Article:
Despite being the major e-commerce growth area, the Asia-Pacific region is arguably the most varied globally in terms of payment options used. This creates a major challenge for e-retailers and delivery providers.
While China’s e-commerce transactions, for example, are heavily dependent on digital payment options (e.g. Alipay, WeChat Wallet), India will see 45% of its digital sales completed by Cash on Delivery (COD) in 2020 according to eMarketer. Many other developing Asian countries – such as Indonesia, Thailand and Malaysia – also rely heavily on COD payments.
Credit cards seem to be the preferred payment method in the most developed economies. Countries where credit card payments were most popular were Japan, Singapore, South Korea, Italy, Norway, Argentina, Brazil, Canada and the US.
Asia Pacific forecast to account for two-thirds of global e-commerce by 2021
Total retail sales worldwide will reach US$23tn by the end of 2017, up 5.8% from 2016. eMarketer expects steady growth through 2021, when sales will total US$28tn.
In 2017, China and the US will generate the most retail sales of any country worldwide. China will surpass the US in 2018 to become the world’s largest retail market by total sales, and its continued gains will help drive worldwide growth throughout the forecast period. E-commerce is the key driver behind China’s retail growth.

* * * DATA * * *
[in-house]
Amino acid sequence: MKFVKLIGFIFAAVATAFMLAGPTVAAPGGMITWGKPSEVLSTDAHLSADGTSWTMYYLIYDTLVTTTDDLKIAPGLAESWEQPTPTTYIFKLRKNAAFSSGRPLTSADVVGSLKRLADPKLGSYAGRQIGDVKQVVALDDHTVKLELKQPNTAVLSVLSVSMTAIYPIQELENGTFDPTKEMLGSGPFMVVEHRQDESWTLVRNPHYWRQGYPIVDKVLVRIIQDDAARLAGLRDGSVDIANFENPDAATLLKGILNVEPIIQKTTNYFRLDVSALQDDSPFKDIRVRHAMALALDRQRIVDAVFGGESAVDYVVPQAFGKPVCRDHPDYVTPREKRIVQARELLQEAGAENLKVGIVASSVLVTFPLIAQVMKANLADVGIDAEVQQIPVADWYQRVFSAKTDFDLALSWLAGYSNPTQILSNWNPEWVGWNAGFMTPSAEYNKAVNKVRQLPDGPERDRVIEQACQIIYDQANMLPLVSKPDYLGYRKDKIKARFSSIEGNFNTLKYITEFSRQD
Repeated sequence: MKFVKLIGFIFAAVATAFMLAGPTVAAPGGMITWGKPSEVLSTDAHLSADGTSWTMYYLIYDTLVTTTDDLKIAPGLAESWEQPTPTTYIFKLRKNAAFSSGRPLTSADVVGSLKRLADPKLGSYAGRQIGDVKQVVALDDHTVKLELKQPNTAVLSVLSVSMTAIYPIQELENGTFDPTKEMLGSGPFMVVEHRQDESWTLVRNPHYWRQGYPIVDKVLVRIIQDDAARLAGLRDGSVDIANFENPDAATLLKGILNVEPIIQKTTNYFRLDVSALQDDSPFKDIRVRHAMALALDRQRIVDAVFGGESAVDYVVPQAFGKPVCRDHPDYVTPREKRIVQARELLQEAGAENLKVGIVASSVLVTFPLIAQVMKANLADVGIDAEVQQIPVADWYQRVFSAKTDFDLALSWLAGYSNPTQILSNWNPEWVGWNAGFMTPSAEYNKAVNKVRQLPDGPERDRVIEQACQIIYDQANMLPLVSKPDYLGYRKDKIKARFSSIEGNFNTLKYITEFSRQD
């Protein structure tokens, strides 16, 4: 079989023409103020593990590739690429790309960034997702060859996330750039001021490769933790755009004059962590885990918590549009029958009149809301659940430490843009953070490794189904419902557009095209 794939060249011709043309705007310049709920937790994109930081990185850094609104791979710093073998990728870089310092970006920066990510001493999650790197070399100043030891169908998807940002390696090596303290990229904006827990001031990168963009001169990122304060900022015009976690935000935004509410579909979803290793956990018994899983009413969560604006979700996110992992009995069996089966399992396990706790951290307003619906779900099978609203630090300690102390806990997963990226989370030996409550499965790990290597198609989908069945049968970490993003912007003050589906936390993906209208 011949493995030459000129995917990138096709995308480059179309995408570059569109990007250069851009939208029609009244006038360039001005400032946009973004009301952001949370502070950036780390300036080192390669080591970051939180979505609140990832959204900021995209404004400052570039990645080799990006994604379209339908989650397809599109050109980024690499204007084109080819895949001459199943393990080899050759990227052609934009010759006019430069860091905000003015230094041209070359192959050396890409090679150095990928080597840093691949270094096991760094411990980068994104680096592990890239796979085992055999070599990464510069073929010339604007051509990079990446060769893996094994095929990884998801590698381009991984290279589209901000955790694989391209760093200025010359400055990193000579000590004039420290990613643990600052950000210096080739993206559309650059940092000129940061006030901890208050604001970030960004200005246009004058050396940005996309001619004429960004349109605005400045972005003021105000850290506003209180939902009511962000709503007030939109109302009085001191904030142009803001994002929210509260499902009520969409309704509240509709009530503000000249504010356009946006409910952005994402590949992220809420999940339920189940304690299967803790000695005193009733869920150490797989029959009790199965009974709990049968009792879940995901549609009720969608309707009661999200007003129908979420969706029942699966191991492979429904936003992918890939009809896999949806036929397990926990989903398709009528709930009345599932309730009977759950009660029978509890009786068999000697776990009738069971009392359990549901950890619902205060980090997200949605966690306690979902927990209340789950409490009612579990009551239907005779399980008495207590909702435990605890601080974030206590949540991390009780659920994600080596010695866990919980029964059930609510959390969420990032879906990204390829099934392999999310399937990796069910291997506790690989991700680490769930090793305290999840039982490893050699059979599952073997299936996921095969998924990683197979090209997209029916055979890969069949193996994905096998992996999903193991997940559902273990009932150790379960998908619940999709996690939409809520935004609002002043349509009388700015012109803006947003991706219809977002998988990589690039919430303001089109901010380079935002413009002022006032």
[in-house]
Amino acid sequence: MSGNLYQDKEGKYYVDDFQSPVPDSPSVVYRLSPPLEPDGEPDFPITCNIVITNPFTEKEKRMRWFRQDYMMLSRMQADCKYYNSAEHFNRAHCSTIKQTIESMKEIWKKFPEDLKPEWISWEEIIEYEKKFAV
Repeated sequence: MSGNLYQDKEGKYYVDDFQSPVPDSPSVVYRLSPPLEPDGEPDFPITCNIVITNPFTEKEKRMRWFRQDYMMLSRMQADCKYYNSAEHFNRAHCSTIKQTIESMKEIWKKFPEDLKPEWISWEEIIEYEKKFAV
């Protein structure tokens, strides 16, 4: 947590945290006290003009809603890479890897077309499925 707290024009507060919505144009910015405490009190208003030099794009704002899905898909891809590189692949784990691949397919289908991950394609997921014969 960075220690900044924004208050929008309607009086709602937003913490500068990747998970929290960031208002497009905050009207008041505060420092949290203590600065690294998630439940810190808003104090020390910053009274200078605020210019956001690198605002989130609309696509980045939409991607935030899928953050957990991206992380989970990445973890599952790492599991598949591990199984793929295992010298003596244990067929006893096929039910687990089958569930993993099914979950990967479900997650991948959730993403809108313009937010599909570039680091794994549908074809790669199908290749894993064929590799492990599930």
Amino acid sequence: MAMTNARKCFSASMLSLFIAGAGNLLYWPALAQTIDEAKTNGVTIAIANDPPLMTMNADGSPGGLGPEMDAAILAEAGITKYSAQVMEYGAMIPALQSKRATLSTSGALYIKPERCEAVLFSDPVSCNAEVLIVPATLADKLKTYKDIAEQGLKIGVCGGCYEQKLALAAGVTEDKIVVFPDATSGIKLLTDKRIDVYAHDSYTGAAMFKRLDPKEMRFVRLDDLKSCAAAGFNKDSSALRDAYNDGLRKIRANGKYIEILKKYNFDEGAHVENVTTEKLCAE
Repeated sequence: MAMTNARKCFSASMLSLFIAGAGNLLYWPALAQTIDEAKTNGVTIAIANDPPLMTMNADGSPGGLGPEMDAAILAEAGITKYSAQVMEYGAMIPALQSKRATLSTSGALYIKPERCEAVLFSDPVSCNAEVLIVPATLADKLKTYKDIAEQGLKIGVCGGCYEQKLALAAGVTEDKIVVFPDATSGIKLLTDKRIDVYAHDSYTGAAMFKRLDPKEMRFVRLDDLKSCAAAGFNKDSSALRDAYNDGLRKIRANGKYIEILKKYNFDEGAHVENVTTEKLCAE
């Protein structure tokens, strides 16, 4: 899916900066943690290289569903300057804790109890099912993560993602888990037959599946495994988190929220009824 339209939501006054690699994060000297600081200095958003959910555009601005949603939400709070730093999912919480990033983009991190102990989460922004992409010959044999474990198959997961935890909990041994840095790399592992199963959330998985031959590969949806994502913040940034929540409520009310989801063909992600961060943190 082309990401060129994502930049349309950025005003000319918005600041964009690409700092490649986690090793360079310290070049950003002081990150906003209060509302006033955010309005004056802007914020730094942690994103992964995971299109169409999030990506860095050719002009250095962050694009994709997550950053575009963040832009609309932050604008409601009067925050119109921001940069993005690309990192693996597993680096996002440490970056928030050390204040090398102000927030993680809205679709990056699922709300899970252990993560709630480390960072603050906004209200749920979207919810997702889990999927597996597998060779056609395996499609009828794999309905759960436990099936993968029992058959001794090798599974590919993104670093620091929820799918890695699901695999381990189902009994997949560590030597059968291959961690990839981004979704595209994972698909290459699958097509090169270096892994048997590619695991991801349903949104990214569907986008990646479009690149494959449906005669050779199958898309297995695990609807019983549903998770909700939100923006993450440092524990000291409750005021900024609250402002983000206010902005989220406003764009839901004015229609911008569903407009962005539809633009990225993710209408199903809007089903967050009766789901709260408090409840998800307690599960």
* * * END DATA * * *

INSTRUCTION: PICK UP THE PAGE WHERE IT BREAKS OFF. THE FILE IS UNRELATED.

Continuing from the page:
In terms of regional e-commerce sales share distribution, the main development between 2017 and the forecast for 2021 is that Asia Pacific’s regional share will increase to reach two-thirds of global e-commerce, while North America and Western Europe’s share shall decrease accordingly. This is a continuation of the trend seen between 2010 and 2017.
Regional e-commerce sales share of global e-commerce
Cross-border e-commerce forecast to account for 22% of global e-commerce by 2020
In 2015, the cross-border e-commerce market accounted for US$300bn in Gross Merchandise Volume (GMV), about 15% of e-commerce overall. According to a report from DHL, this rapid growth will continue: the cross-border market is expected to grow by about 25% annually until 2020 – nearly twice the growth rate of domestic e-commerce. In 2020, it is expected to account for about US$900bn GMV, translating into a roughly 22% share of the global e-commerce market.1